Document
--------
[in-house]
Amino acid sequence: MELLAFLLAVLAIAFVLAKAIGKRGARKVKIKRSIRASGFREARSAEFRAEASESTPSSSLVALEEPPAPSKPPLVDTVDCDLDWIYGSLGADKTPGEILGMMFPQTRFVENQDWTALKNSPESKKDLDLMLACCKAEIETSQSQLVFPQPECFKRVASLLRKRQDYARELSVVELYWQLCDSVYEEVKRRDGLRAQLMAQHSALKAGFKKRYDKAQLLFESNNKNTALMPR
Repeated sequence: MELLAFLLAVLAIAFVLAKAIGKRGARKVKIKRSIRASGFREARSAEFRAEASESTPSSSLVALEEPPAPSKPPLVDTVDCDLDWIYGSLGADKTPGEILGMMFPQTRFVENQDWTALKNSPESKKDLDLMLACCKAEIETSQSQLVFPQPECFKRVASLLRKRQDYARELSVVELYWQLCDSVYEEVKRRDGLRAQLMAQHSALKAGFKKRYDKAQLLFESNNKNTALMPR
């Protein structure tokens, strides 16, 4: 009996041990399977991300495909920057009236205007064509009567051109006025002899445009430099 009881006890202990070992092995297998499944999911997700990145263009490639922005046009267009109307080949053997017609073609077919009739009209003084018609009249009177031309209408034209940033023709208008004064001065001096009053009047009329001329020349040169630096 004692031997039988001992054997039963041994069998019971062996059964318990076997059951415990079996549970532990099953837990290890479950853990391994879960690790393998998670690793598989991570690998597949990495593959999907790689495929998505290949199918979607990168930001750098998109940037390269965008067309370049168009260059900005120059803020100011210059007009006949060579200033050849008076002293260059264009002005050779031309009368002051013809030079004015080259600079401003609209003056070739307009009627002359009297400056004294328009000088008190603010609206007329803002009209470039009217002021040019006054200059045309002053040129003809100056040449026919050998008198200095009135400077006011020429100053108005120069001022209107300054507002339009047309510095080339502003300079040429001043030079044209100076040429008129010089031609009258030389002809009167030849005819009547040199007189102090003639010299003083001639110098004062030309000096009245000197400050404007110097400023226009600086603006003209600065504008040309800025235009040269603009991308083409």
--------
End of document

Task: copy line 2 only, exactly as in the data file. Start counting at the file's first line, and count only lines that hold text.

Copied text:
Amino acid sequence: MELLAFLLAVLAIAFVLAKAIGKRGARKVKIKRSIRASGFREARSAEFRAEASESTPSSSLVALEEPPAPSKPPLVDTVDCDLDWIYGSLGADKTPGEILGMMFPQTRFVENQDWTALKNSPESKKDLDLMLACCKAEIETSQSQLVFPQPECFKRVASLLRKRQDYARELSVVELYWQLCDSVYEEVKRRDGLRAQLMAQHSALKAGFKKRYDKAQLLFESNNKNTALMPR